Yes, but not in those exact words.
The conventional wisdom for media interviews is that you never say “no comment” when a reporter asks you a question you can’t or don’t want to answer.
You Must Answer the Question
Of course, you can’t give the reporter confidential company information, or comment during the quite period preceding an IPO. But you cannot ignore the question. You don’t want to use the words “no comment,” which is like waving a red flag. But many interview subjects think they can simply stonewall the reporter and bridge back to their key messages.
That is a big mistake. The reporter will think you’re hiding something when you don’t answer his question. So he will use different words to ask the same question until you answer. You are not obligated to answer every question. However, you are obliged to respond.
Here is an example of a candidate for office who refuses to answer a question about aid to military families. When he’s ignored, the reporter continues to dog him with repeated questions. It doesn’t help that the candidate seems more interested in a sports car than helping the military:
It would have diffused the situation if the candidate had simply stated, “That’s an important concern for our veterans and I’m exploring all the options. I’ll have a statement out shortly about what I think should be done.”
If you cannot answer, reply, “I am not at liberty to say.” State whether someone else in your organization is permitted to discuss the subject and then offer to make the introduction.
Appeal to common sense with, “I’m sure you appreciate the sensitivity of what you’re asking,” or “That’s proprietary business information, and it would be inappropriate for me to discuss it,” or, “What I can tell you is . . . ” and restate your key message.
If you don’t know the answer, say so, and state the likelihood of providing a response. If you can get the answer, be sure to follow up with the reporter, as promised.
Take Your Time
Frequently, when a reporter says you did not answer the question, she really means that you did not answer the way she had hoped you would.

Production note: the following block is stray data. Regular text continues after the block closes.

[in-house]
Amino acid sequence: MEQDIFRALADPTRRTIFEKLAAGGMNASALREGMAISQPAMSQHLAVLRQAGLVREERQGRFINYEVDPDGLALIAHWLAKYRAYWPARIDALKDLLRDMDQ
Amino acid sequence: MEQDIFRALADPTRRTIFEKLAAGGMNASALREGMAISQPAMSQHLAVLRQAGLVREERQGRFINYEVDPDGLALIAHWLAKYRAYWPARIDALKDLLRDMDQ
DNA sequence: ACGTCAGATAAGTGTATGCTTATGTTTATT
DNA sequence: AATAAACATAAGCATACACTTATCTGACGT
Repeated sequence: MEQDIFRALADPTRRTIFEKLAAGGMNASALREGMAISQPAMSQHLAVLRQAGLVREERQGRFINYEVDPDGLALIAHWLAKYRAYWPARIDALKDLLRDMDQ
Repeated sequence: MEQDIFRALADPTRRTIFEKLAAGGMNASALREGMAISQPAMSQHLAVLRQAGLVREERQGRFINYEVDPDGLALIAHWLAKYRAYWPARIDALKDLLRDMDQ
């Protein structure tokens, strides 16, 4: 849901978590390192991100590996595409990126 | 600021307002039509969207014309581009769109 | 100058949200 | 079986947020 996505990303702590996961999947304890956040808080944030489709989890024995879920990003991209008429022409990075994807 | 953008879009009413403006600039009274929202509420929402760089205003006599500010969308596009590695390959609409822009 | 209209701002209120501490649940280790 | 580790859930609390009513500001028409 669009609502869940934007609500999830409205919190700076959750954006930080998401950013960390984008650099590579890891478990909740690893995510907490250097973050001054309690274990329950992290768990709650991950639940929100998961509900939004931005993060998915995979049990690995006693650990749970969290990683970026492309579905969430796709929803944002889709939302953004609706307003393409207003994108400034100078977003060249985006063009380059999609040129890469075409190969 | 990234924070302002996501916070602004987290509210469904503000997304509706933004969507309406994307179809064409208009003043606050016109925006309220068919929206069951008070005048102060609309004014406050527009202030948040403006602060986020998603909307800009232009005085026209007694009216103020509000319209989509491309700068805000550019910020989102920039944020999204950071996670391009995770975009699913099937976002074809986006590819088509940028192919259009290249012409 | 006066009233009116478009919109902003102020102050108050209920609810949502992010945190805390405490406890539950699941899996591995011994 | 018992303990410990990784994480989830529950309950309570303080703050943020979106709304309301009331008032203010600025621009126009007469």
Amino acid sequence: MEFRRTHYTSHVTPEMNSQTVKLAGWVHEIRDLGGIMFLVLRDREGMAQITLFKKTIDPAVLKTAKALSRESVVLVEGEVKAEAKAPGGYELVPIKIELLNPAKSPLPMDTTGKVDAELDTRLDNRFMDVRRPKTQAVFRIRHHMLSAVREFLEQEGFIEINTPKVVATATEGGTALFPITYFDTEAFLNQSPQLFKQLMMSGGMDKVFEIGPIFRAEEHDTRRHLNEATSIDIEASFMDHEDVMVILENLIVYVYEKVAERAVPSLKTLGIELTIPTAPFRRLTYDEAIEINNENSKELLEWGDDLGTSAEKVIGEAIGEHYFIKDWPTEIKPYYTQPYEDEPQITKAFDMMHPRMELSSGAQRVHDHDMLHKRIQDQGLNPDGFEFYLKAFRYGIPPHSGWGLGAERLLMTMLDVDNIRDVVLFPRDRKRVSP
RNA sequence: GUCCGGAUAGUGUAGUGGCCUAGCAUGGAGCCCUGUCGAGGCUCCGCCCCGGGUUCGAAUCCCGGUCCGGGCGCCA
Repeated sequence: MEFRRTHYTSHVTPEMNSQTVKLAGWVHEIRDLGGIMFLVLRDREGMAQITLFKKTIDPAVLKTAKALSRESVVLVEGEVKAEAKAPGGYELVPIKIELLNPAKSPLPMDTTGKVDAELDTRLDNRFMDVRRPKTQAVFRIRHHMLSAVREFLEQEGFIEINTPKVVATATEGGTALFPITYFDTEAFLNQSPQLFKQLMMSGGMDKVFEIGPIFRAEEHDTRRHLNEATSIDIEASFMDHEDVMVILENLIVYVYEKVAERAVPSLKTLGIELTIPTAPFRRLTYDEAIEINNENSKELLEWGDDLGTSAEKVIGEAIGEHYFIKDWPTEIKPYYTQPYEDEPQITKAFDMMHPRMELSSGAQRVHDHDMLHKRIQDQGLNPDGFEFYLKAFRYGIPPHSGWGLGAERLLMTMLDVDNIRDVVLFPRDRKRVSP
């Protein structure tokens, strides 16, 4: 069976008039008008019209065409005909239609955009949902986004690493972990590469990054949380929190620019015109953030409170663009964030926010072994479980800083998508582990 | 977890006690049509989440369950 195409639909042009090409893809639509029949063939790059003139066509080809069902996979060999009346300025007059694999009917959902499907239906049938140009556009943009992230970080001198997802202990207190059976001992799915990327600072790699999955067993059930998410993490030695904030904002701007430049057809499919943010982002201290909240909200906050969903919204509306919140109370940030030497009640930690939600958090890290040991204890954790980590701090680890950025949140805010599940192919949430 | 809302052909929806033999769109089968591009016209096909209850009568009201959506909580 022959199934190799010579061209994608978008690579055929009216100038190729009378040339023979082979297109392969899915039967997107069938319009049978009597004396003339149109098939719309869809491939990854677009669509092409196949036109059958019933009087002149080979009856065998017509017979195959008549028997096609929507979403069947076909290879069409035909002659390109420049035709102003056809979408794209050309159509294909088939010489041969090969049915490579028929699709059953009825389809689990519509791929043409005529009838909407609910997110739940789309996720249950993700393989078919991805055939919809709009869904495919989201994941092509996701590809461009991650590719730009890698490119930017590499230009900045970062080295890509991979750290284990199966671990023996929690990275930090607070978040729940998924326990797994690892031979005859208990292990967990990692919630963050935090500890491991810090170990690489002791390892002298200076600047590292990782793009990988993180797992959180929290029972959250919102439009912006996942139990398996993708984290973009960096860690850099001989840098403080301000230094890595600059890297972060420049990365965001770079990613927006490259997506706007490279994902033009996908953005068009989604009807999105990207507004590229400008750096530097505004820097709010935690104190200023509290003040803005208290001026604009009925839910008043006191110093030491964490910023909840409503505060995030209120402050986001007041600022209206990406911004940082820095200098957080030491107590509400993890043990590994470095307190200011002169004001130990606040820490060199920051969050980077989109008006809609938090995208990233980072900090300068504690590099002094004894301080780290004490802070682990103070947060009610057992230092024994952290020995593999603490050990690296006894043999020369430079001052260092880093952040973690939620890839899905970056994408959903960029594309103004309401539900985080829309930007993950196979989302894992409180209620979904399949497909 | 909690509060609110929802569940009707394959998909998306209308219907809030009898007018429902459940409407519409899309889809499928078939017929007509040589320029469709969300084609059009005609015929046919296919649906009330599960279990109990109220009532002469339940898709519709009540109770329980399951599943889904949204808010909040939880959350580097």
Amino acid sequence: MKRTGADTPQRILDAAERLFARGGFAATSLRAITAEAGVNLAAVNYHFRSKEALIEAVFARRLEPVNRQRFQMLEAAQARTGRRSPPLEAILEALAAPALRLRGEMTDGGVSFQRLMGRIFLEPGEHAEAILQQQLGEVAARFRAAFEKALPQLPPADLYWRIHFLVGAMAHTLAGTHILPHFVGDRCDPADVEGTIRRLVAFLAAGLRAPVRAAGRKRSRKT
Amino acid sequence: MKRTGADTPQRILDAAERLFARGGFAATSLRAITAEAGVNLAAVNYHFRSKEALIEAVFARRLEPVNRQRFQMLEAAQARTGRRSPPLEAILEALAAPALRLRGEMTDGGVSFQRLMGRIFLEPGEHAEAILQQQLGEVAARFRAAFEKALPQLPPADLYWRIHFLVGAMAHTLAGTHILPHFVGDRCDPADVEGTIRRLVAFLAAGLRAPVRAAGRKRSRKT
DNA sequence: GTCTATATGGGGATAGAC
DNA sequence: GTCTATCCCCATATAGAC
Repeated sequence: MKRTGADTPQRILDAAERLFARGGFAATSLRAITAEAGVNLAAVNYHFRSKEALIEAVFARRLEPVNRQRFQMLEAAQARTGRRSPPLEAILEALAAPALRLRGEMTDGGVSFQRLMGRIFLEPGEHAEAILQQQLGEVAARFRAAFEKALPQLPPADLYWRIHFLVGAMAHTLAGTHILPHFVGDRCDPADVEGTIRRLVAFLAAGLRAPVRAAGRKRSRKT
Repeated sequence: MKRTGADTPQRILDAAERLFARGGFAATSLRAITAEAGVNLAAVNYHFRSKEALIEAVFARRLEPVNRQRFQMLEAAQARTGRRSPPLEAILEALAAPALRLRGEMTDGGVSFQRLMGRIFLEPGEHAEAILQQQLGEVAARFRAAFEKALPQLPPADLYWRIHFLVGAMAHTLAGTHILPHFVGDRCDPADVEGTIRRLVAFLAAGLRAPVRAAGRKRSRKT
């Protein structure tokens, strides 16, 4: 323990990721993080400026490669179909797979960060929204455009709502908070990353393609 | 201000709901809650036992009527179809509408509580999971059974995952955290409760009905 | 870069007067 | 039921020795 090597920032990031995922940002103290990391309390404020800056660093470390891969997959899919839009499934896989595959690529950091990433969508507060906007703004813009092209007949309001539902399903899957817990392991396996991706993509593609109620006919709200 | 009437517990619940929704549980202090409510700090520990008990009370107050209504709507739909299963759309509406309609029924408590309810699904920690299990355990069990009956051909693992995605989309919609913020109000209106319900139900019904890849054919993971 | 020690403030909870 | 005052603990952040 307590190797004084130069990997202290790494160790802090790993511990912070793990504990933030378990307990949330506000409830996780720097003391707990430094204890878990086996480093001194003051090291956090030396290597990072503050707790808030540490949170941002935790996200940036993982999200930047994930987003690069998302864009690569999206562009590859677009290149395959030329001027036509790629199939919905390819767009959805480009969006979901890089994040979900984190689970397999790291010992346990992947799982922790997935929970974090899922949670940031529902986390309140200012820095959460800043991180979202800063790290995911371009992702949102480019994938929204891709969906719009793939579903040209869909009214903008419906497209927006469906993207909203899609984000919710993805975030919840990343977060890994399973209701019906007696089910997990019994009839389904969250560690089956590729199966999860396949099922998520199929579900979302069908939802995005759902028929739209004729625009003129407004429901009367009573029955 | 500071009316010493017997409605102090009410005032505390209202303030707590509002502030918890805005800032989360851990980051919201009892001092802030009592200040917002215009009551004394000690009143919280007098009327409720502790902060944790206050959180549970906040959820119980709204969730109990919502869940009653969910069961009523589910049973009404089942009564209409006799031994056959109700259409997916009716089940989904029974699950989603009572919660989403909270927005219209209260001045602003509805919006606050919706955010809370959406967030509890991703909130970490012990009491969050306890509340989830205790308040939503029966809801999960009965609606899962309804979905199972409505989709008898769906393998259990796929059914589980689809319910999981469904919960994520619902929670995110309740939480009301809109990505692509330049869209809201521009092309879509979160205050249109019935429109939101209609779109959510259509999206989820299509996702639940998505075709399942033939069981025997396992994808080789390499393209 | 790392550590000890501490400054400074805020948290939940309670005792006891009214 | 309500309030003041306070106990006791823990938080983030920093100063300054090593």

- Responding too quickly. Think. Take some time before answering. Pause for a couple of seconds. It may seem like a lifetime to you, but you’re allowed to think through your answers.
- Answering “squirmer” questions. These are the questions that make you squirm because they’re difficult to answer. Be ready with the appropriate responses to the questions you can’t or don’t want to answer.
- Being drawn into a trap. Beware of pauses and hypothetical questions. A frequent technique used by reporters is to ask “and…?” They’re hoping you’ll fill the blank space with juicy tidbits. When you’re finished, stop talking. If there’s a pause, use it to review a previous point, not to ramble.
- Being afraid of not knowing the answer. Even when you’ve prepared for the interview, you can’t anticipate every question. It may be that the reporter’s editor cornered him before the interview and told him to ask you certain questions. Or, some bad news relating to your company or industry might have been reported just prior to the interview. Don’t be afraid to say you don’t know the answer to a question. Say you will get back to the reporter or say it’s something you won’t be able to answer at all.
- Lying. Don’t ever lie. The reporter will find out and that news outlet will blackball you.
So, in answer to our own question about whether it’s OK to respond “No comment.” Yes, you can, in so many other words.
What responses do you use when you get a question from a reporter that you don’t want to answer?
- 5 Ways to Avoid a Question (insideliamsbrain.wordpress.com)